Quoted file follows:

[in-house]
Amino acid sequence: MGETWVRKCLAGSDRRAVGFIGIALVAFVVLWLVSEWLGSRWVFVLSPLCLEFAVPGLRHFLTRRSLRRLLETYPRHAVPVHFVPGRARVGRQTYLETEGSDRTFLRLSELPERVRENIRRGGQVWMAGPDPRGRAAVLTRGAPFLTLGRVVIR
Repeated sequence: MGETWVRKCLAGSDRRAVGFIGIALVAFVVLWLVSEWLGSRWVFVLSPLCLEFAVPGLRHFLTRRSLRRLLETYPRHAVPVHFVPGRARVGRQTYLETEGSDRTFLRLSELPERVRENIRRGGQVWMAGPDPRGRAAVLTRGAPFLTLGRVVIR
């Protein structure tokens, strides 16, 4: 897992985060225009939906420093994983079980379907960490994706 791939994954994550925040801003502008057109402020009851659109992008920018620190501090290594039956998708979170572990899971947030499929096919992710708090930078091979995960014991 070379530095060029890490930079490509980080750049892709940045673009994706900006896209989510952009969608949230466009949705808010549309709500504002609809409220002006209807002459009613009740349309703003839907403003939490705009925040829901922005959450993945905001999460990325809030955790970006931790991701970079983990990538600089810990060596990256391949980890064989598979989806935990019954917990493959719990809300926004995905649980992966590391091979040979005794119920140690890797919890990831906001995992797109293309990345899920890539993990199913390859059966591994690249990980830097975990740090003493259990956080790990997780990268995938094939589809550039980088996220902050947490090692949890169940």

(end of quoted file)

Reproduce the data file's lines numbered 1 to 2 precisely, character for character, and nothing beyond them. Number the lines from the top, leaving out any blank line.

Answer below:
[in-house]
Amino acid sequence: MGETWVRKCLAGSDRRAVGFIGIALVAFVVLWLVSEWLGSRWVFVLSPLCLEFAVPGLRHFLTRRSLRRLLETYPRHAVPVHFVPGRARVGRQTYLETEGSDRTFLRLSELPERVRENIRRGGQVWMAGPDPRGRAAVLTRGAPFLTLGRVVIR